Play and Human Company
Whoodles need to be around people and be almost constantly occupied for good mental health. They are not the kinds of dogs you can leave alone for long periods of time. Separation anxiety occurs in many cats and dogs when they are left alone. Whoodles are particularly prone to this as they love to be around people, and need stimulation.
Take a walk with your Whoodle pup, and you’ll see it try to investigate everyone and everything on the path or in the park. They are curious little things. This is why training will come in handy – a dog left to its own devices may easily get into trouble, and learning to walk on a leash and/or obey commands and calls will be essential.
A Word on Positive Reinforcement Training
Positive reinforcement training is an approach that emphasizes positive rewards for desired behavior, as opposed to punitive action for unwanted behavior. In essence, the idea goes that the dogs begin to associate certain behaviors with rewards like treats, praise and attention. There are some additional considerations when adopting this approach:
Rewards must be clearly associated with the behavior in question. Therefore, the treat or praise must occur directly after the incident has occurred. In some cases, the reward must even occur while the behavior is engaged – for example, sitting. If the dog is sitting, reward it before it stands up again.
Employing Concise Language and Physical Cues
Dogs tend to react to body language as strongly – perhaps even more strongly – than spoken language. Try to employ proper physical posture and positioning during training. Also, use short vocal cues, as dogs will not likely remember long sentences.
It’s important to consistently follow the regimen and maintain it for as long as it takes to condition your pup. There are a number of specific strategies for employing effective positive reinforcement training. Much of it is borne from the notion that training can occur humanely and with minimal or no negative psychological effects for you and your dog.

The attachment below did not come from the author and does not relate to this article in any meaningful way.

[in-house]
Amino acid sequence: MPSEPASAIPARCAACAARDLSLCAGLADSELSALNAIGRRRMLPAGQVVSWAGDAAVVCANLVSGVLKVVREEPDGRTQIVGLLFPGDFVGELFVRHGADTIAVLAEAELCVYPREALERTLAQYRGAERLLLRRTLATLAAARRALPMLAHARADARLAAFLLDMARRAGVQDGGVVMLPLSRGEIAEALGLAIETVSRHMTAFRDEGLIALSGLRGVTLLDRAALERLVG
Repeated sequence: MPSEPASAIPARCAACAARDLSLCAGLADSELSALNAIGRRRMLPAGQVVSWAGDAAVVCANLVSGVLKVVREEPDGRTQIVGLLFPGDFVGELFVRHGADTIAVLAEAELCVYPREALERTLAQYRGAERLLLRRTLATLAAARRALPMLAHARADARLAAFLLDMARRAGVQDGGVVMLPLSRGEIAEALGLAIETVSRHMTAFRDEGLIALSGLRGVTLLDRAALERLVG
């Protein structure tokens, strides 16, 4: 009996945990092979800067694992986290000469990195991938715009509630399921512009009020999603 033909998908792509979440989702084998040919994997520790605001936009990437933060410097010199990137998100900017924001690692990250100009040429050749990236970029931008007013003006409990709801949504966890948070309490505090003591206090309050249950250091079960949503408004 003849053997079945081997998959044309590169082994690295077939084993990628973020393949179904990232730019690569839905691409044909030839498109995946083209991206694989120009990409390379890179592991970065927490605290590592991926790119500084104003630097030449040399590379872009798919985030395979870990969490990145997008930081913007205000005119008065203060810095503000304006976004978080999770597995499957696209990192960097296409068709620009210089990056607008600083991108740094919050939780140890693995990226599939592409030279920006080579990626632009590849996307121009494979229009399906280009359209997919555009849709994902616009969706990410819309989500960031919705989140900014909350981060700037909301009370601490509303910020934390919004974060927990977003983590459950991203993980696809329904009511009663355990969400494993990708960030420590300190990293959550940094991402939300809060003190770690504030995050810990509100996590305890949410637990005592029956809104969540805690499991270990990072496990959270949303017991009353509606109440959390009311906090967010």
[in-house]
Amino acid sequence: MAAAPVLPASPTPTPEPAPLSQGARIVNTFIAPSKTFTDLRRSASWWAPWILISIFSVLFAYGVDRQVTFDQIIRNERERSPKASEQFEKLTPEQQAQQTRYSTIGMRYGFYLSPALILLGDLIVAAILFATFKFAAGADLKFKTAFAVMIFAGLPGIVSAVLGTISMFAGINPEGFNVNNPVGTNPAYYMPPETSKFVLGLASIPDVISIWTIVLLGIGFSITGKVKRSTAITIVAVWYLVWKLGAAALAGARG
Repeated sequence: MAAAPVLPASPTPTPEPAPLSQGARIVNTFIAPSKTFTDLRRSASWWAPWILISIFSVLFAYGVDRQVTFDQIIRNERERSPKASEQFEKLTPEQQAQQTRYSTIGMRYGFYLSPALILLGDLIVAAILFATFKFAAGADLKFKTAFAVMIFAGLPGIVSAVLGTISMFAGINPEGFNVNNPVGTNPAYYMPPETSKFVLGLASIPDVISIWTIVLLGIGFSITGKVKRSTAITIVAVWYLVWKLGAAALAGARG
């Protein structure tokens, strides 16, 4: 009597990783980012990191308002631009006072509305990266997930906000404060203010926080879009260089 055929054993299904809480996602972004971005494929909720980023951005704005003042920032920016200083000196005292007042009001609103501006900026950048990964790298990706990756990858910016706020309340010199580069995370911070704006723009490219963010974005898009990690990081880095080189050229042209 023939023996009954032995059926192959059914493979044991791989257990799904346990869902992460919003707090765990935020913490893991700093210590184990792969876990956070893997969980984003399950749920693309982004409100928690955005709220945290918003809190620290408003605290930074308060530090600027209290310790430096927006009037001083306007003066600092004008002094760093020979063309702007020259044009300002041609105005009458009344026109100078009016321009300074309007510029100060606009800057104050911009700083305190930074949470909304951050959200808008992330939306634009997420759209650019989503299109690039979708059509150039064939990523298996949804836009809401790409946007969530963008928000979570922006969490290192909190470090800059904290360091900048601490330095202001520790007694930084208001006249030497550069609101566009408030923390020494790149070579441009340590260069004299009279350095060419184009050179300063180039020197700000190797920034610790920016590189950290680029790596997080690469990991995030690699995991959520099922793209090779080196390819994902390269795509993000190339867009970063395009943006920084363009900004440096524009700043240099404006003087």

On the whole, Whoodles are perfectly healthy dogs, living 12-15 years, with the breed showing no inherent illnesses or defects. However, as with all dogs and dog breeds, certain kinds of afflictions are worth looking out for. Many of them are inherited vulnerabilities from the parent breeds.
There is no guarantee that a Whoodle will suffer from any of these, but – at least statistically – they may be more prone to them than some other breeds.
Also known as Hypoadrenocorticism, this is an endocrine disorder. It basically means that there aren’t enough hormones produced to keep the body functioning properly. The symptoms can resemble a number of other problems, and without a blood test, there is no way of knowing if the condition exists.
Fortunately, the blood test can determine the presence of the condition early, which will allow it to be managed to some degree. Be aware that untreated Addison’s can be fatal.
Retinal Atrophy, Eye Infections, and Eye Diseases
Get your Whoodle’s eyes checked with every regular vet visit. Wheatens, in particular, bring a host of eye diseases and problems that might genetically progress to your dog.
One of these unpleasant conditions is called Distichiasis, which is when hairs grow inside the eyelid, pushing into the eyeball. Another potential problem is Progressive Retinal Atrophy (PRA), which causes blindness. While not painful, it is not curable.